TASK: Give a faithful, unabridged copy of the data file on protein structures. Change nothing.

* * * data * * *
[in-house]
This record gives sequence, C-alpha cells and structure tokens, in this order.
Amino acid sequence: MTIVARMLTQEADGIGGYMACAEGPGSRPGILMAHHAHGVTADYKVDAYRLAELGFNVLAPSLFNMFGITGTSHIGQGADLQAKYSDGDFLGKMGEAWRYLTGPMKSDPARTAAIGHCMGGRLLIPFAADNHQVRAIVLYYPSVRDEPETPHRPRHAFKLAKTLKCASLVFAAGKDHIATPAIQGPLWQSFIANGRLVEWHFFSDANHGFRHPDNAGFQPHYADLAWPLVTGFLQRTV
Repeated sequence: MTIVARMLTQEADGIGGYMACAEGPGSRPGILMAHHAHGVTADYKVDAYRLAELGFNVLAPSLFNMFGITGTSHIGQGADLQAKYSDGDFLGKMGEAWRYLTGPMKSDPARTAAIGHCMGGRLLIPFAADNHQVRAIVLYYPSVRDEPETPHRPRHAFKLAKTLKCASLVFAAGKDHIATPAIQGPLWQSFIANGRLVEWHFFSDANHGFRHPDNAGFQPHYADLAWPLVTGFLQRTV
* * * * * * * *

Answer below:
[in-house]
This record gives sequence, C-alpha cells and structure tokens, in this order.
Amino acid sequence: MTIVARMLTQEADGIGGYMACAEGPGSRPGILMAHHAHGVTADYKVDAYRLAELGFNVLAPSLFNMFGITGTSHIGQGADLQAKYSDGDFLGKMGEAWRYLTGPMKSDPARTAAIGHCMGGRLLIPFAADNHQVRAIVLYYPSVRDEPETPHRPRHAFKLAKTLKCASLVFAAGKDHIATPAIQGPLWQSFIANGRLVEWHFFSDANHGFRHPDNAGFQPHYADLAWPLVTGFLQRTV
Repeated sequence: MTIVARMLTQEADGIGGYMACAEGPGSRPGILMAHHAHGVTADYKVDAYRLAELGFNVLAPSLFNMFGITGTSHIGQGADLQAKYSDGDFLGKMGEAWRYLTGPMKSDPARTAAIGHCMGGRLLIPFAADNHQVRAIVLYYPSVRDEPETPHRPRHAFKLAKTLKCASLVFAAGKDHIATPAIQGPLWQSFIANGRLVEWHFFSDANHGFRHPDNAGFQPHYADLAWPLVTGFLQRTV